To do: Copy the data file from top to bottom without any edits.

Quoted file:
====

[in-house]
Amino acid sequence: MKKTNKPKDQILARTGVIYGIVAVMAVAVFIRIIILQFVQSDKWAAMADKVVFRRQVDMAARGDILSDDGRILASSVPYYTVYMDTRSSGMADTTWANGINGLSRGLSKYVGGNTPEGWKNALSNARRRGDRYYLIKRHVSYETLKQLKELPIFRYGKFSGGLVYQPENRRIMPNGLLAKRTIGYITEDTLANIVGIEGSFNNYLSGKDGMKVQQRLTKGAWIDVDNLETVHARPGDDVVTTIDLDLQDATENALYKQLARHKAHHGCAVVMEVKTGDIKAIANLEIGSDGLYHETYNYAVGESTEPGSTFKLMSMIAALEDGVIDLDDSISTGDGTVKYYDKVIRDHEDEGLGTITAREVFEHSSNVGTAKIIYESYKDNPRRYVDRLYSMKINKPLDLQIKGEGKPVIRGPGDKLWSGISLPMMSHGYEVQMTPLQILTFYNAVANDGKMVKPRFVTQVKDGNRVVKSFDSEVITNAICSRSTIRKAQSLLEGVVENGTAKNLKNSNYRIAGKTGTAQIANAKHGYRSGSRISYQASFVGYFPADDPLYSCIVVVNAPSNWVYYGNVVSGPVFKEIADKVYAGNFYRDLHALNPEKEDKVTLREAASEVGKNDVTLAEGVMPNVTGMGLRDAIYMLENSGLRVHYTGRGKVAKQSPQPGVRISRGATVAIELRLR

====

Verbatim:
[in-house]
Amino acid sequence: MKKTNKPKDQILARTGVIYGIVAVMAVAVFIRIIILQFVQSDKWAAMADKVVFRRQVDMAARGDILSDDGRILASSVPYYTVYMDTRSSGMADTTWANGINGLSRGLSKYVGGNTPEGWKNALSNARRRGDRYYLIKRHVSYETLKQLKELPIFRYGKFSGGLVYQPENRRIMPNGLLAKRTIGYITEDTLANIVGIEGSFNNYLSGKDGMKVQQRLTKGAWIDVDNLETVHARPGDDVVTTIDLDLQDATENALYKQLARHKAHHGCAVVMEVKTGDIKAIANLEIGSDGLYHETYNYAVGESTEPGSTFKLMSMIAALEDGVIDLDDSISTGDGTVKYYDKVIRDHEDEGLGTITAREVFEHSSNVGTAKIIYESYKDNPRRYVDRLYSMKINKPLDLQIKGEGKPVIRGPGDKLWSGISLPMMSHGYEVQMTPLQILTFYNAVANDGKMVKPRFVTQVKDGNRVVKSFDSEVITNAICSRSTIRKAQSLLEGVVENGTAKNLKNSNYRIAGKTGTAQIANAKHGYRSGSRISYQASFVGYFPADDPLYSCIVVVNAPSNWVYYGNVVSGPVFKEIADKVYAGNFYRDLHALNPEKEDKVTLREAASEVGKNDVTLAEGVMPNVTGMGLRDAIYMLENSGLRVHYTGRGKVAKQSPQPGVRISRGATVAIELRLR